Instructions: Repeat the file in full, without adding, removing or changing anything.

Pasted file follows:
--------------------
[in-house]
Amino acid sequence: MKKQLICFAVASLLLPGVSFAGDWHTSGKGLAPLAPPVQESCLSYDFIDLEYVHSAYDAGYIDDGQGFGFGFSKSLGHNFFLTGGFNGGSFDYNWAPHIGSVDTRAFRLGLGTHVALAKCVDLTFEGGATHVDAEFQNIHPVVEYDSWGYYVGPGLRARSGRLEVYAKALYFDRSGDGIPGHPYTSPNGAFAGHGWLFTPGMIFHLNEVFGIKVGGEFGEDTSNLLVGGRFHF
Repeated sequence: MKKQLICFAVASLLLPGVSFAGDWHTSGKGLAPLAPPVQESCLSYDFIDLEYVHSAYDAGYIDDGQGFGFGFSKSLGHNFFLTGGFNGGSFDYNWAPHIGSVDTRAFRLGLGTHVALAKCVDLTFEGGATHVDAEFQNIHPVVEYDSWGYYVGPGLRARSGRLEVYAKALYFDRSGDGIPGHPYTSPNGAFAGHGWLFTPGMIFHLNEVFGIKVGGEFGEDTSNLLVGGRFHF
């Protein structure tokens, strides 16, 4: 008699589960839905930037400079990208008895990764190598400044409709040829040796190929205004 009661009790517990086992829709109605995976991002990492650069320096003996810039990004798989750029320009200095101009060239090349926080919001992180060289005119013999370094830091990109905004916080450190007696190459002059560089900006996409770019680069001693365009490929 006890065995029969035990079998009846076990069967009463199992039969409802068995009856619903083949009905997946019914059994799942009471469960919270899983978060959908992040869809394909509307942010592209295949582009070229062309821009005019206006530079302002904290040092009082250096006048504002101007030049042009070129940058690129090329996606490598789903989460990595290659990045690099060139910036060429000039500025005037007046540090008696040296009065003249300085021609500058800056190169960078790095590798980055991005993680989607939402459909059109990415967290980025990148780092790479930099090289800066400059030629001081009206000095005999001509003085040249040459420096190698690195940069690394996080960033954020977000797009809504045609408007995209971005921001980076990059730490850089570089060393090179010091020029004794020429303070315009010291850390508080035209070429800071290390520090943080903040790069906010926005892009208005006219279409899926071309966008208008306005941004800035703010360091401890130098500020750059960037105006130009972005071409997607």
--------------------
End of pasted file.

[in-house]
Amino acid sequence: MKKQLICFAVASLLLPGVSFAGDWHTSGKGLAPLAPPVQESCLSYDFIDLEYVHSAYDAGYIDDGQGFGFGFSKSLGHNFFLTGGFNGGSFDYNWAPHIGSVDTRAFRLGLGTHVALAKCVDLTFEGGATHVDAEFQNIHPVVEYDSWGYYVGPGLRARSGRLEVYAKALYFDRSGDGIPGHPYTSPNGAFAGHGWLFTPGMIFHLNEVFGIKVGGEFGEDTSNLLVGGRFHF
Repeated sequence: MKKQLICFAVASLLLPGVSFAGDWHTSGKGLAPLAPPVQESCLSYDFIDLEYVHSAYDAGYIDDGQGFGFGFSKSLGHNFFLTGGFNGGSFDYNWAPHIGSVDTRAFRLGLGTHVALAKCVDLTFEGGATHVDAEFQNIHPVVEYDSWGYYVGPGLRARSGRLEVYAKALYFDRSGDGIPGHPYTSPNGAFAGHGWLFTPGMIFHLNEVFGIKVGGEFGEDTSNLLVGGRFHF
């Protein structure tokens, strides 16, 4: 008699589960839905930037400079990208008895990764190598400044409709040829040796190929205004 009661009790517990086992829709109605995976991002990492650069320096003996810039990004798989750029320009200095101009060239090349926080919001992180060289005119013999370094830091990109905004916080450190007696190459002059560089900006996409770019680069001693365009490929 006890065995029969035990079998009846076990069967009463199992039969409802068995009856619903083949009905997946019914059994799942009471469960919270899983978060959908992040869809394909509307942010592209295949582009070229062309821009005019206006530079302002904290040092009082250096006048504002101007030049042009070129940058690129090329996606490598789903989460990595290659990045690099060139910036060429000039500025005037007046540090008696040296009065003249300085021609500058800056190169960078790095590798980055991005993680989607939402459909059109990415967290980025990148780092790479930099090289800066400059030629001081009206000095005999001509003085040249040459420096190698690195940069690394996080960033954020977000797009809504045609408007995209971005921001980076990059730490850089570089060393090179010091020029004794020429303070315009010291850390508080035209070429800071290390520090943080903040790069906010926005892009208005006219279409899926071309966008208008306005941004800035703010360091401890130098500020750059960037105006130009972005071409997607």